8 Reasons Churches Don’t Do Evangelism Well

Last week, I wrote a post on “Why Churches Don’t Disciple Well.” I’ve more recently been thinking about evangelism in the local church. Though I’ve written a lot about evangelism on this blog (just do a search for “evangelism”), I’ve not written specifically about why I believe churches don’t do evangelism well. Here are my thoughts:

  1. Many church members don’t really believe people are lost. For years, I’ve had students do anonymous surveys of their churches—and it’s common that many regular attenders believe all good people will go to heaven. You don’t have to do much evangelism when that’s your theology.
  2. Many pastors don’t do evangelism beyond the pulpit. To be clear, I believe the pulpit ought to be a primary place from which we preach the gospel. Pastors who never share the gospel outside the pulpit, though, won’t lead their churches to be evangelistic.
  3. Churches don’t provide much evangelism training. Many churches offer no training. Others provide some, but they’re seldom successful at enlisting a high percentage of church members to participate. Often, only folks already doing evangelism show up for more training.
  4. Many believers have lost their wonder over Jesus. The fascination and zeal that led us to evangelize as new believers long ago burned out. Nothing compels us to talk about Jesus.
  5. We’ve made the church a place to retreat from the world—not a place to be renewed to reach the world. Our churches have become our hiding places, and it’s from our safety there that we too often only condemn the world. If evangelism happens, it happens only because someone visited our church and heard the gospel.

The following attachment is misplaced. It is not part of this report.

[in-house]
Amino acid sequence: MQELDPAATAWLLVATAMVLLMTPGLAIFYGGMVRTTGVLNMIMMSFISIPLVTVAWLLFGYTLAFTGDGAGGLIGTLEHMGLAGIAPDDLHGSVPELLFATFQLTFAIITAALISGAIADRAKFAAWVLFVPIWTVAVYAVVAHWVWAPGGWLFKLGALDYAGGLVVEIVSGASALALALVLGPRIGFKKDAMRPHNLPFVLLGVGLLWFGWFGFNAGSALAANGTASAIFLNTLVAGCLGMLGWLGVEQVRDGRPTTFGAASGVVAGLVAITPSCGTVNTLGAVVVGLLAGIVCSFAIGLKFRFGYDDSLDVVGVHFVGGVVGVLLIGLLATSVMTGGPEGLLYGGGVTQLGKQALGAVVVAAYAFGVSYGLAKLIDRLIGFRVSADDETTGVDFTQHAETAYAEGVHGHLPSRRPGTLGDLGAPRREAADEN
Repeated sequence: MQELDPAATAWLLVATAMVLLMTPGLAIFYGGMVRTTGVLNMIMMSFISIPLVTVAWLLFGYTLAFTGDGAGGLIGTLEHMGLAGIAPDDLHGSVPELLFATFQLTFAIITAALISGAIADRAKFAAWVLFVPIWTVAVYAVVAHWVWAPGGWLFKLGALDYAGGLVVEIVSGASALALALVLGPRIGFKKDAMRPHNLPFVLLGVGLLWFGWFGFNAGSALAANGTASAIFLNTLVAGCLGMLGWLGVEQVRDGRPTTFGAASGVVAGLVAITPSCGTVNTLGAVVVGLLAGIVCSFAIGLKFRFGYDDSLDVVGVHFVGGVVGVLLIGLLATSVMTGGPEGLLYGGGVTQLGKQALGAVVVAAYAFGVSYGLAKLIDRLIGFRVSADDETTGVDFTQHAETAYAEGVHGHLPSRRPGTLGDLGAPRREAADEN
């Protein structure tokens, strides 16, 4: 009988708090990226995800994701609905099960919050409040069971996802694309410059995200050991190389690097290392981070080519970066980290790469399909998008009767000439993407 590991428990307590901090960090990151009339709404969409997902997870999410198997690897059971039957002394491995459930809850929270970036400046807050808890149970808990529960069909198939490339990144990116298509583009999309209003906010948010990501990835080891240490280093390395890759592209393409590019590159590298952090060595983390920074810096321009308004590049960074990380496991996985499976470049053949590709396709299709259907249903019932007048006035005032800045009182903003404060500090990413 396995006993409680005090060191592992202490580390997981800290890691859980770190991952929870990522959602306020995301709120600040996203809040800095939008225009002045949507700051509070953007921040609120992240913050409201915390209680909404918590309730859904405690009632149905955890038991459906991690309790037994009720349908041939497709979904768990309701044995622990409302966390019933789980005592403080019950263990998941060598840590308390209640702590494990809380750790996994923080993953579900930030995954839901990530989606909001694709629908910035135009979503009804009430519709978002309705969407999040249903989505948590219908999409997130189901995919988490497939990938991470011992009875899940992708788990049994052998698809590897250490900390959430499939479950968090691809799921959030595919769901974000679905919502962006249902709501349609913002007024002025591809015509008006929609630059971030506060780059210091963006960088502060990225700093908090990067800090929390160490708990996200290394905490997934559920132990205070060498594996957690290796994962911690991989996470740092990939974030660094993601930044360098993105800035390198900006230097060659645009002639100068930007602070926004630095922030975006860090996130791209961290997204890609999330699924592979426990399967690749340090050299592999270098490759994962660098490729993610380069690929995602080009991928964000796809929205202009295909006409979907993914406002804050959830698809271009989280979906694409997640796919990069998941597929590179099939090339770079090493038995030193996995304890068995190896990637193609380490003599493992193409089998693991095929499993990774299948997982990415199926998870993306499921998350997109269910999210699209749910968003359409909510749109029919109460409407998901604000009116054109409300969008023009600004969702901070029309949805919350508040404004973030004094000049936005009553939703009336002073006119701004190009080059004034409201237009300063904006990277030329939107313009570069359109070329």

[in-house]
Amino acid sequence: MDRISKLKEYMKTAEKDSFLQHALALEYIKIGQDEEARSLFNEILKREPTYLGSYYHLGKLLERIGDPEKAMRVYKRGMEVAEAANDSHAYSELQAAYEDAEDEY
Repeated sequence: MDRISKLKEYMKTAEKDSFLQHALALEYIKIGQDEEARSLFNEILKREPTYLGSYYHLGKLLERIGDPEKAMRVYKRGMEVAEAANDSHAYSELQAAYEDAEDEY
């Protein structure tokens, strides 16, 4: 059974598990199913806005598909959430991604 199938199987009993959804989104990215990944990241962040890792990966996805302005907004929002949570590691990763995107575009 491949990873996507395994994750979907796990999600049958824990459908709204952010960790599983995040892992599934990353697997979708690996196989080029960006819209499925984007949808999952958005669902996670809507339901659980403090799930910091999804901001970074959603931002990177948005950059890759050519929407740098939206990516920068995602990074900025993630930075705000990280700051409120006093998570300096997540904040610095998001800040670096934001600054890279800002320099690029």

6. Many church members have no real relationships with non-believers. I often ask believers—beginning with church leaders—to name 10 non-believers with whom they’re close enough they could share the gospel with them today—and it’s very common that church folks cannot name 10 people. 
  7. In fact, many believers seem to be afraid of non-believers. That is, we worry about their influencing us wrongly or harming our witness. And, to be fair, I fully affirm that we must be wise in how we reach out to non-believers. The problem, though, is not lost people; it’s that we haven’t discipled people wisely enough to help them navigate these waters well.
  8. Some of us, if we’re honest, just don’t care enough. We would stand strongly on biblical teachings about the lostness of humanity and salvation through Christ alone. In fact, we’d fight to protect those teachings—but we still do nothing with them. That’s a lack of concern.

What would you add to this list? 


  • Robin G Jordan says:

    Christians have bought into the belief that religion is a private matter and we are not respecting an individual’s privacy when we inquire about their religious beliefs or tell them about our own. We have committed a major breach of contemporary etiquette.